Scaling is also a gift for startups. Usually the gap between Minimum Viable Product and ‘Production Ready’ can mean rewriting and redesigning the app. This is because you build the absolute minimum in testing an idea, and it’s not sufficient for production. Most MVPs consist of largely throwaway work because of this gap.

In serverless, the design is decomposed into much smaller units connected by functions. This code often doesn’t need any rework as the application receives more traffic since these functions are very small and specific. They might look up a user profile, transcode a video or send an SMS notification — the difference between MVP and production is purely scaling in these cases. The major benefit of serverless is that scaling is handled for you — whether a function is run once a day or a thousands times a minute, the cloud provider makes sure this happens.

Finally, there’s agility. In every startup idea I’ve worked on, the concept changes substantially and functionality changes rapidly. I’ve seen ideas start on the desktop and end up on mobile, while features are added and removed on a daily basis. This tends to cause havoc for traditional applications, which need refactoring along the way as the concept shifts, and can lead to unintended design problems.

In serverless, it’s comparatively simple to keep up with this pace since the app is comprised of dozens of very small units. You can upgrade and change these units without affecting the overall application, and this nimble structure makes it a perfect fit for startups where you are often changing the engines of the plane mid-flight.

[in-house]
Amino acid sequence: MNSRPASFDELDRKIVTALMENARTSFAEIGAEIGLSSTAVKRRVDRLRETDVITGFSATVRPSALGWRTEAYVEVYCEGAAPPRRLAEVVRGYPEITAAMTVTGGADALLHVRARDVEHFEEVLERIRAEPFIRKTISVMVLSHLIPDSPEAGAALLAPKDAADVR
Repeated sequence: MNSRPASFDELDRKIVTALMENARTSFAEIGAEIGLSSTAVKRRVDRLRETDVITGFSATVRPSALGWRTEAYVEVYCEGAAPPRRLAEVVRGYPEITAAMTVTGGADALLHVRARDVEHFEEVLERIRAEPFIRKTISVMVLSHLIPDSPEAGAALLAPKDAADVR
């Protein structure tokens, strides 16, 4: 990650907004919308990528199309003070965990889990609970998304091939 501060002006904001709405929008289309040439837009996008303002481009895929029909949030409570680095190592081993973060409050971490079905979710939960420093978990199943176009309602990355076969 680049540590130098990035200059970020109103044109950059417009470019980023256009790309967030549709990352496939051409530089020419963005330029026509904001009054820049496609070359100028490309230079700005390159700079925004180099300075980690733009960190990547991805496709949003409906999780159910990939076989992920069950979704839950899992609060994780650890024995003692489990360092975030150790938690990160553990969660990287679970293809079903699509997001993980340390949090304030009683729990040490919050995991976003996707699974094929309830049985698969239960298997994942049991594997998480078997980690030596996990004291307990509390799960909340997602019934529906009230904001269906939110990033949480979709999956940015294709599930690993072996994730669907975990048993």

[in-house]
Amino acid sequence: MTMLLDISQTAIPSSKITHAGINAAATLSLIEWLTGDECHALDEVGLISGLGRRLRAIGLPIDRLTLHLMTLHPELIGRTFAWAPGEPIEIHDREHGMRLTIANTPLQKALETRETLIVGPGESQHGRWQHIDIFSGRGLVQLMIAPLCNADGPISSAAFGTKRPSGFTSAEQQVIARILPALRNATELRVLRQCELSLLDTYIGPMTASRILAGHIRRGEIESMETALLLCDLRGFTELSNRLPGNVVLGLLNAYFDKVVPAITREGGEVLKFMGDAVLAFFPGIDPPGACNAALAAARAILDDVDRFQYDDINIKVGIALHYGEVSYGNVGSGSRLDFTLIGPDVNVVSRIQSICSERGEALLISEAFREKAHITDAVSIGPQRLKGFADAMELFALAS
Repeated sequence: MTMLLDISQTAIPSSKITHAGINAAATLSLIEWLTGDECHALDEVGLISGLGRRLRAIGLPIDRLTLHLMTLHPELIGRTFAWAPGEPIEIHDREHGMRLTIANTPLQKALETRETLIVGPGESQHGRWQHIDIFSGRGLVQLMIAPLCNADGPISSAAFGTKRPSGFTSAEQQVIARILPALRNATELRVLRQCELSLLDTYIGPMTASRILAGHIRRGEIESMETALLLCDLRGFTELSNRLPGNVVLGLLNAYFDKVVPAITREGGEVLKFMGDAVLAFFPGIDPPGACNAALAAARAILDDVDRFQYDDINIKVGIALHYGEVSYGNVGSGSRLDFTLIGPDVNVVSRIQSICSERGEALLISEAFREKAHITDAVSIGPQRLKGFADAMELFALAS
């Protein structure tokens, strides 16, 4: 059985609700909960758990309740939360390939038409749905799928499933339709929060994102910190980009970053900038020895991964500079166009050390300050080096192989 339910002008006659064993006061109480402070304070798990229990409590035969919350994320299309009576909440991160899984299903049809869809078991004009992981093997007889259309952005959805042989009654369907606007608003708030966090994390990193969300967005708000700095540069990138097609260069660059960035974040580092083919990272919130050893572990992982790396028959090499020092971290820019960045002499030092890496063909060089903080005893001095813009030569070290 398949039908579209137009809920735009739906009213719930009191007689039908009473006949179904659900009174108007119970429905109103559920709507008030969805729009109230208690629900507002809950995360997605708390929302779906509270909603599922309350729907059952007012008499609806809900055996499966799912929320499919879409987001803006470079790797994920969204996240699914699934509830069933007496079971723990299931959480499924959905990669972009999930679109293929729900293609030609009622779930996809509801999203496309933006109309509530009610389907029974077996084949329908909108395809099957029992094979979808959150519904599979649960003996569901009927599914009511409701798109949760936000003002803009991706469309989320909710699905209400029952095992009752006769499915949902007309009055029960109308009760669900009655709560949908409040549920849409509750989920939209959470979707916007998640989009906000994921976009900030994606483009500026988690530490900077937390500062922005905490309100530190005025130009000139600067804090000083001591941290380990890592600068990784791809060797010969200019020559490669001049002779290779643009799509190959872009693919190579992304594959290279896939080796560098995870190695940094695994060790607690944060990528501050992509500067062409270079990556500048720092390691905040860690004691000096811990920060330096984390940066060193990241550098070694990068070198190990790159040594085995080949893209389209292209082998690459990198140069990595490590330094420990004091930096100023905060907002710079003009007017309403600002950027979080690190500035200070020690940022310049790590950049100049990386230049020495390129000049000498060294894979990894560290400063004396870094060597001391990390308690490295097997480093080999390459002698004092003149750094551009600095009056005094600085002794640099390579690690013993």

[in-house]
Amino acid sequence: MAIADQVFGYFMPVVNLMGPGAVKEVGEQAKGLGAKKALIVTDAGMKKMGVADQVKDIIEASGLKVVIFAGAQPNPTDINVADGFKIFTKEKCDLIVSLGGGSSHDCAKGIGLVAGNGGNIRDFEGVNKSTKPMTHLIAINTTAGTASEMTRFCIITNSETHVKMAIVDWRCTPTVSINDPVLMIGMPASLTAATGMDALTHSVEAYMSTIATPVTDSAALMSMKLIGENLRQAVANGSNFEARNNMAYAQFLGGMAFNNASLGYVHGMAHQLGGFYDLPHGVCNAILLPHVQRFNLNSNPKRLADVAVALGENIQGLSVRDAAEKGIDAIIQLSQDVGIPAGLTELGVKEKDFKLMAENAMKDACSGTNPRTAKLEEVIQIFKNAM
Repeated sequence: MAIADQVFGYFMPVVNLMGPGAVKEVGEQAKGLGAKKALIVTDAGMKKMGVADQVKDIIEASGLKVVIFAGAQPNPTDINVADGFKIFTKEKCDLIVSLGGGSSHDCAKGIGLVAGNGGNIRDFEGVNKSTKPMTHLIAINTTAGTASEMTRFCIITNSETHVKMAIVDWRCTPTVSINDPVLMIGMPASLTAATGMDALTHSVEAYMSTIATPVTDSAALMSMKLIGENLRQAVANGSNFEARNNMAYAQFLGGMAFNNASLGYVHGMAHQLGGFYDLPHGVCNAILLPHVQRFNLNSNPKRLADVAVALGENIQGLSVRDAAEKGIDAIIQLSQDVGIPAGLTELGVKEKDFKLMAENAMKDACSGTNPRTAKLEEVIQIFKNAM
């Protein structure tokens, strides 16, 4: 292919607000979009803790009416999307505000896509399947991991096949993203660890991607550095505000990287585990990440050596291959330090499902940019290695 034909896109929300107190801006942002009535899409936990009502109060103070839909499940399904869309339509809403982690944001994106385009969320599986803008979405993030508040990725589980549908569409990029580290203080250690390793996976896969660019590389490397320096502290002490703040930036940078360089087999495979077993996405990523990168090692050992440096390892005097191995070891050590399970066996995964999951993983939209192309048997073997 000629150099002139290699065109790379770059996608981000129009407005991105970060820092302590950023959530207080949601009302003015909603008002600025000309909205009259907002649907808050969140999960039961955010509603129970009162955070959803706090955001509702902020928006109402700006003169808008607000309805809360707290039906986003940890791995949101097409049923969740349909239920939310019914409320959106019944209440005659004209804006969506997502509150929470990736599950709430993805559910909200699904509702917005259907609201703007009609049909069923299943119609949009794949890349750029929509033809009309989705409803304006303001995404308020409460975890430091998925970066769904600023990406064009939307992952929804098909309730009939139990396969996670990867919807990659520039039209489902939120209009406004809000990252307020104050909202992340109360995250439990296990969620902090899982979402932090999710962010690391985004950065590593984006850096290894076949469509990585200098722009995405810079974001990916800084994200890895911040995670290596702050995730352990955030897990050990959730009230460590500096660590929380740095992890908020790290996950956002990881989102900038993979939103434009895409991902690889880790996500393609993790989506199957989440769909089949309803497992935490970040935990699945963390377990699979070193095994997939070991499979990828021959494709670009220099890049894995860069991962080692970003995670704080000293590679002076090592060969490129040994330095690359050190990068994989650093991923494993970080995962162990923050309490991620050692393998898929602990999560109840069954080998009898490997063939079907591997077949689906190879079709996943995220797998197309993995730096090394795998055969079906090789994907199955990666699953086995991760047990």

Commoditization moves up the stack

The story of technology has always been the steady commoditization of storage, compute and networking, as a by-product of all three becoming exponentially faster or cheaper. Much of this is happening so quickly now it can be easy to dismiss an obvious trend for a fad, or fail to notice when you are working on technology problems that have no real value.

Cloud made it clear that running data centers only made sense at scale, and even large companies choosing to run their own were not allocating their resources well. As these providers have perfected automation and provisioning of virtual machines, there’s now a clear case that even managing these is a task best performed at scale.

For startups, this means you shouldn’t use any of your scarce resources on technology issues that can be handled for you. The Serverless mindset allows you to dedicate all your engineers to solve business problems and spend 0% of your hours on server management and infrastructure.

While Amazon and other will continue to push up the stack, if you focus on your differentiating features, this process will work in your favor. Put simply, this is a very bad time to work in infrastructure management, but a very good time to build solutions that address business need.

Adopting the serverless mindset